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Awkward performance dances on too long

Awkward cast members. Photo: Ashley de Prazer

Dance / Awkward, Catapult Dance Choreographic Hub. At The B, Queanbeyan Performing Arts Centre, March 27. Reviewed by MICHELLE POTTER.

In just one performance in The B, a former Bicentennial Hall renovated to become a theatre space, the Newcastle-based Catapult Dance Choreographic Hub presented Awkward, a work with a focus on “The wit and wisdom of the socially awkward”. 

In essence, Awkward set out to be a multi-disciplinary work with a strong dance component but centring on a spoken narrative about an event to which six young people, unknown at first to each other, arrived to party together.

Some were shy, others weren’t. Some made an effort to connect, others didn’t. A kind of compere, the seventh person in the story, explained to the arrivals how they should behave at such an event, what to do with the eyes when talking to someone new, for example. We watched as the young people slowly began to interact with each other. Sometimes the effort to interact worked, sometimes it didn’t, so there was much changing of relationships. 

Interaction was most often expressed through dancing, which was performed to popular songs from around the 1980s and 1990s. The songs and the narrative were often closely connected in theme and the choreography, by Cadi McCarthy, a co-director of the Catapult company, was distinguished by some eye-catching lifts and partnering, and tumbles and turns in a grounded contemporary style. The performers, Jordan Bretherton, Cassidy Clarke, Alexandra Ford, Nicola Ford, Romain Hassanin, Remy Rochester, and Anna McCulla, all danced well and performed with strong stage presence.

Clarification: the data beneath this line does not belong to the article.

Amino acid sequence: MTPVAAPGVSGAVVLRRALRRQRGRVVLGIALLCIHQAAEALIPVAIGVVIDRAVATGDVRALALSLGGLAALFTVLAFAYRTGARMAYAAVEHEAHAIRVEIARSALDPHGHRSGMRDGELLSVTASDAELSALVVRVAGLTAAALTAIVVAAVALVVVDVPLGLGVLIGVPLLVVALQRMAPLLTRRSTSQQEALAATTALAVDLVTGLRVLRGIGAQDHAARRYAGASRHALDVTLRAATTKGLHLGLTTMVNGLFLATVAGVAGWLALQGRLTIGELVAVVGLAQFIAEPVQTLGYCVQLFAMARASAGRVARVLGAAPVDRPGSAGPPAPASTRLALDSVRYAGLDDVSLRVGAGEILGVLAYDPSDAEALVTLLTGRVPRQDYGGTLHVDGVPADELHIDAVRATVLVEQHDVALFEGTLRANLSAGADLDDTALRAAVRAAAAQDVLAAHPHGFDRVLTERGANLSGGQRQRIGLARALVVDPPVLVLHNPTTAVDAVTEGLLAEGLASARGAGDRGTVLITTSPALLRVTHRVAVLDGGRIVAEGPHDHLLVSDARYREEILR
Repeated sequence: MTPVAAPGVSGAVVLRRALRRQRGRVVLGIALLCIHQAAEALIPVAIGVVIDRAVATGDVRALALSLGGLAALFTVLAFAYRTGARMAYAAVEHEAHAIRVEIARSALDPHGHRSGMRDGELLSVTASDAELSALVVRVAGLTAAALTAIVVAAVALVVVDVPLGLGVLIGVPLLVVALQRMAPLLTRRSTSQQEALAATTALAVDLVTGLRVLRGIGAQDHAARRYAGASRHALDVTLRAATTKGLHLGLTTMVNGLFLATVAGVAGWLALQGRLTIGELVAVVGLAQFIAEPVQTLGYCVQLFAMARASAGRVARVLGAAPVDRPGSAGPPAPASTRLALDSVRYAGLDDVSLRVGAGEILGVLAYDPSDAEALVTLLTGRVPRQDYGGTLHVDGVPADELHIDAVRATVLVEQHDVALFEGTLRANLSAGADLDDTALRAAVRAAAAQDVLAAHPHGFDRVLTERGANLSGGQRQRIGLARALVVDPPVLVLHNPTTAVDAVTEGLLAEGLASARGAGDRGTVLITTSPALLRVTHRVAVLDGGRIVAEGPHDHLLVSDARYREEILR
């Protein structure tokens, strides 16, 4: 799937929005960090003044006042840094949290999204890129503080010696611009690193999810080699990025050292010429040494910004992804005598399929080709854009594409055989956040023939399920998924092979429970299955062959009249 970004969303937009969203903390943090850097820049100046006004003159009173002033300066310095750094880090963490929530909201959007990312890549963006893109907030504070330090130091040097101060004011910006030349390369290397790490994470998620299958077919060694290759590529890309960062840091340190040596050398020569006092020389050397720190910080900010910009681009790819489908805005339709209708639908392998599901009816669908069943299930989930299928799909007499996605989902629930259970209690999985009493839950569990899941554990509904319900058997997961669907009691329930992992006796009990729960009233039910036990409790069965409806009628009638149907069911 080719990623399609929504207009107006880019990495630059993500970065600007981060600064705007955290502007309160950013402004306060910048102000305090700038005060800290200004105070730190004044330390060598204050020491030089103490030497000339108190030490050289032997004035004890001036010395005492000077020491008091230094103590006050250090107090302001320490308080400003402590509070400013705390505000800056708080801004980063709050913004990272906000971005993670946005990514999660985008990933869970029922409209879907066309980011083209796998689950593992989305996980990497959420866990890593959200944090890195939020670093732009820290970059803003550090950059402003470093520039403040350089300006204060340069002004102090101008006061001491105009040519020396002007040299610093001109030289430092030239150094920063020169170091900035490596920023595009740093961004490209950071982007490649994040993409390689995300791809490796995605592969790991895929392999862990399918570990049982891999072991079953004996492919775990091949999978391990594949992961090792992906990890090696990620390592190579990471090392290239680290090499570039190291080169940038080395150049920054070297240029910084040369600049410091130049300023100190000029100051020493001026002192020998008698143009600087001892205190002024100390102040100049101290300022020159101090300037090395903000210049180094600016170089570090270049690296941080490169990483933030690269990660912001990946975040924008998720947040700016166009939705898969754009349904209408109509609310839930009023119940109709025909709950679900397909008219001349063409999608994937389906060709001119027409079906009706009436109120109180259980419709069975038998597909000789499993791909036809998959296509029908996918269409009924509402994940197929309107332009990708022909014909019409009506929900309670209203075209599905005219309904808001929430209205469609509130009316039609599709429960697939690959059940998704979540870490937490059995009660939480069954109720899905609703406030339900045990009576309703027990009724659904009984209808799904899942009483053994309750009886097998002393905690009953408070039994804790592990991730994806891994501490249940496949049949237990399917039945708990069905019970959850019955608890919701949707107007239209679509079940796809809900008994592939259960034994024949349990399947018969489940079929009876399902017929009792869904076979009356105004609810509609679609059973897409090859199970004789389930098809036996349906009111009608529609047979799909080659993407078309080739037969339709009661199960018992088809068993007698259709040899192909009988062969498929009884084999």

It was a shame, however, that the performance was as long as it was – it lasted around 75 minutes. After a while the choreography started to look repetitive and Awkward could have been 15 or 20 minutes shorter and saved itself from losing its power.

The multi-disciplinary nature of the work was somewhat problematic, too. While the “compere” took a significant role in the early part of Awkward, the narrative disappeared somewhat as the work progressed and dance took over. I preferred the dance component to the narrative element, which often seemed not so much funny (although much of the audience laughed and laughed) as a little pathetic. But, more importantly, the loss, or lessening of the narrative meant that the intrinsic nature of the work as established at the beginning was lost.

The B provided an interesting space for the work. Two levels were used – a relatively small, raised stage became a living area on which the dancers engaged with each other, on and around several lounge chairs, while in front of the stage at ground level was the bar area and the dance floor. Steps on either side of the ground level space led up to the raised area and the dancers used both spaces equally and effectively. 

Awkward began as a kind of “total work of art” (Gesamtkunstwerk to use the early name for that idea). But slowly Awkward lost that quality, or the idea of totality was significantly lessened. As a result, and unfortunately although the potential was there, the work was uneven in the way it was presented. And, again unfortunately, Awkward was too long. A shortened work and a more consistent approach would have added an ongoing strength to the work.


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